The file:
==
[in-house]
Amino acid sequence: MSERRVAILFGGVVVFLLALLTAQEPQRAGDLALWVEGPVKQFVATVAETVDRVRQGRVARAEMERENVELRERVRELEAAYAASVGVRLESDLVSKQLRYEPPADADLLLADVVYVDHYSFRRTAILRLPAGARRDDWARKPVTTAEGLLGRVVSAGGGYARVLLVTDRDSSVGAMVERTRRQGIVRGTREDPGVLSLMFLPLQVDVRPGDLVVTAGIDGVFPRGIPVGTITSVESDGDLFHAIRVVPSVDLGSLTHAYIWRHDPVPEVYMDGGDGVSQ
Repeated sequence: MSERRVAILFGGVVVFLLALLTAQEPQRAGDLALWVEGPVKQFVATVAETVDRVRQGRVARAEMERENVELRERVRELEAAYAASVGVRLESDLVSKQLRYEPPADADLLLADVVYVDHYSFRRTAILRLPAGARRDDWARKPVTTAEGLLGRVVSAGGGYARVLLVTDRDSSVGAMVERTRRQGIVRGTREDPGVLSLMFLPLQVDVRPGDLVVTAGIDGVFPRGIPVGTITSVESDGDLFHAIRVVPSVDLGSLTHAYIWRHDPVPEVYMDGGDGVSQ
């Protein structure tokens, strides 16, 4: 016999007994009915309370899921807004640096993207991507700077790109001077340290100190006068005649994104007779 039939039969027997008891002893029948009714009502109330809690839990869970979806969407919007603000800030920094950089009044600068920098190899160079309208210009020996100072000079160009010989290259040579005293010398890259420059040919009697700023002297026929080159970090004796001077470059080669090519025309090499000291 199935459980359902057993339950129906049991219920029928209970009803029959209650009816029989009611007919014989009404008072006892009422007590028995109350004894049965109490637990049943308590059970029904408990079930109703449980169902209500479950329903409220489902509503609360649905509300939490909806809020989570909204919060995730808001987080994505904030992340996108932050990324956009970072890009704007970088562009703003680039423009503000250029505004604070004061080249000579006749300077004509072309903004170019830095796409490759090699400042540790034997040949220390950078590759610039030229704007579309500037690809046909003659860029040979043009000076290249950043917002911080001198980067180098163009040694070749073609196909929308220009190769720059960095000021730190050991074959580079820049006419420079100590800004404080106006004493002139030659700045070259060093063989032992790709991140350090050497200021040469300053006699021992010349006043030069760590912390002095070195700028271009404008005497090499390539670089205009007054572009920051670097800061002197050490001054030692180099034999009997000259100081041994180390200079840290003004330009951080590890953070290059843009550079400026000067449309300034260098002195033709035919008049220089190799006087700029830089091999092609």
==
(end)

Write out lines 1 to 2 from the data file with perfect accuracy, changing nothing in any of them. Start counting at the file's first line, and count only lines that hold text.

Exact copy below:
[in-house]
Amino acid sequence: MSERRVAILFGGVVVFLLALLTAQEPQRAGDLALWVEGPVKQFVATVAETVDRVRQGRVARAEMERENVELRERVRELEAAYAASVGVRLESDLVSKQLRYEPPADADLLLADVVYVDHYSFRRTAILRLPAGARRDDWARKPVTTAEGLLGRVVSAGGGYARVLLVTDRDSSVGAMVERTRRQGIVRGTREDPGVLSLMFLPLQVDVRPGDLVVTAGIDGVFPRGIPVGTITSVESDGDLFHAIRVVPSVDLGSLTHAYIWRHDPVPEVYMDGGDGVSQ